Friday, April 11, 2008

Un Declaration of Human Rights: So What?

Well, it's likely to become a topic with the visit of Benedict XVI to the UN, that's what.

...Nearing its 60th anniversary, the human rights declaration is Benedict's Exhibit A in making his case for universal moral standards as the necessary basis of world peace and justice. When circumstances permit, he links that idea to his project for the revival of natural law.

The pope seems likely again to make his argument for what he calls "common moral law" in the major address he will deliver April 18 to the UN General Assembly in New York. But it will also come as no surprise if he brings up the subject at other stops during his April 15-20 visit to Washington and New York.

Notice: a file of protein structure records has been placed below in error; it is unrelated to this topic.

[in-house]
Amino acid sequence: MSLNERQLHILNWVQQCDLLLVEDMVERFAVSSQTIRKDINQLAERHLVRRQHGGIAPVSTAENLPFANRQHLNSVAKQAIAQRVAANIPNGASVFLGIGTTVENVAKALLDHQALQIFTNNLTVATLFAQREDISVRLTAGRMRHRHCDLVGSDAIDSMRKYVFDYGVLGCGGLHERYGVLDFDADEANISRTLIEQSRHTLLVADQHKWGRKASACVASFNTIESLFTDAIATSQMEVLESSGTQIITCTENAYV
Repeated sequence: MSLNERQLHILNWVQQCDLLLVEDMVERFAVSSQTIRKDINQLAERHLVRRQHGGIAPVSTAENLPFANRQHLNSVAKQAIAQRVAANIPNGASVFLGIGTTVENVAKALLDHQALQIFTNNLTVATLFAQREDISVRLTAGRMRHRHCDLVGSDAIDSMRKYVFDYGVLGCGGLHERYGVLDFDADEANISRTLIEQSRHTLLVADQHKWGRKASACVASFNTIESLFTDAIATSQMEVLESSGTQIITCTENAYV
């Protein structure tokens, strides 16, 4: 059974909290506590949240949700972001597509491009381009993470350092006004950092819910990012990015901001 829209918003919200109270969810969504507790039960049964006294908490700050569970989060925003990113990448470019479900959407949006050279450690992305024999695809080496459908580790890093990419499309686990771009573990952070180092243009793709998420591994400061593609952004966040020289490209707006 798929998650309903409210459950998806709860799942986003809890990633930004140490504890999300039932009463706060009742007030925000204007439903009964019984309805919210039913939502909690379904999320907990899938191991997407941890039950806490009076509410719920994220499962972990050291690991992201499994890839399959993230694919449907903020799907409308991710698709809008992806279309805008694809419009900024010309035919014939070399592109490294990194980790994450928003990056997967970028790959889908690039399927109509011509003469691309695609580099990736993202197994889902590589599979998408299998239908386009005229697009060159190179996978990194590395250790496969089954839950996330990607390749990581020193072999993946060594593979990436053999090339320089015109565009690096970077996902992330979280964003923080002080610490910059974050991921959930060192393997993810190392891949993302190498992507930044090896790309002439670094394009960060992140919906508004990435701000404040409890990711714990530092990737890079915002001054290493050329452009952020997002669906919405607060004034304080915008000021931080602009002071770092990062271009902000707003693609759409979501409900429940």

...There was a tipoff to Benedict's thinking about these matters and their likely relationship to his trip to the United States in remarks he delivered at the Vatican on February 29 to Mary Ann Glendon, who was presenting her credentials as the new U.S. ambassador to the Holy See.

"The Universal Declaration of Human Rights, whose 60th anniversary we celebrate this year, was the product of a worldwide recognition that a just global order can only be based on the acknowledgment and defense of the inviolable dignity and rights of every man and woman," the pope told Glendon, a Harvard Law professor who is author of a history of the writing of the human rights declaration.

Benedict made it a point to link the idea of common moral law to the United States, declaring it to be "enshrined in its founding documents." He urged that it remain a central principle guiding U.S. policy in today's world.

By the way, the vote to adopt the document in the UN was 48-0-8, with the 8 abstainers including the Soviet bloc, South Africa, and Saudi Arabia--which STILL does not allow non-Muslim worship.

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